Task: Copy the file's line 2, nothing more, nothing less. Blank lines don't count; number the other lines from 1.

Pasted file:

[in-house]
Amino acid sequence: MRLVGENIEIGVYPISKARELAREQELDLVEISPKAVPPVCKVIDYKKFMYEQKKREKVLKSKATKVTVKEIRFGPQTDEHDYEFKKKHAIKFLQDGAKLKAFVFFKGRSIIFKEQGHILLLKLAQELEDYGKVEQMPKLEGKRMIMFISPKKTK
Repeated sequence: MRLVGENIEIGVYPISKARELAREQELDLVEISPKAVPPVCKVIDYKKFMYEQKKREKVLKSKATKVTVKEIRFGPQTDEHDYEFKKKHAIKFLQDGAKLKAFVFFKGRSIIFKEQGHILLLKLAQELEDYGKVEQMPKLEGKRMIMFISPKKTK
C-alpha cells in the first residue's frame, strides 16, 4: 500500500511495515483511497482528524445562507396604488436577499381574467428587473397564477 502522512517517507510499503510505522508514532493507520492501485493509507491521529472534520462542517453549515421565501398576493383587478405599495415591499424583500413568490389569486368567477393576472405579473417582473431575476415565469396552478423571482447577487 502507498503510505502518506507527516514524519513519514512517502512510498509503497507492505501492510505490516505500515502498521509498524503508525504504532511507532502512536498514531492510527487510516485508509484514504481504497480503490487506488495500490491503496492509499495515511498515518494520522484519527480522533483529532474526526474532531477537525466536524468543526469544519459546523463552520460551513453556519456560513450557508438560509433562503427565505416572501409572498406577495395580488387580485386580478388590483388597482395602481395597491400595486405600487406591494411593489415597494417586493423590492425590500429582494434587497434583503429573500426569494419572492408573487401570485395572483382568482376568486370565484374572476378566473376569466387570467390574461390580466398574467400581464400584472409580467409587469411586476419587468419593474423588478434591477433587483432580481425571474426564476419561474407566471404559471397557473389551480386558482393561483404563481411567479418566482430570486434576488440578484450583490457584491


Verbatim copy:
Amino acid sequence: MRLVGENIEIGVYPISKARELAREQELDLVEISPKAVPPVCKVIDYKKFMYEQKKREKVLKSKATKVTVKEIRFGPQTDEHDYEFKKKHAIKFLQDGAKLKAFVFFKGRSIIFKEQGHILLLKLAQELEDYGKVEQMPKLEGKRMIMFISPKKTK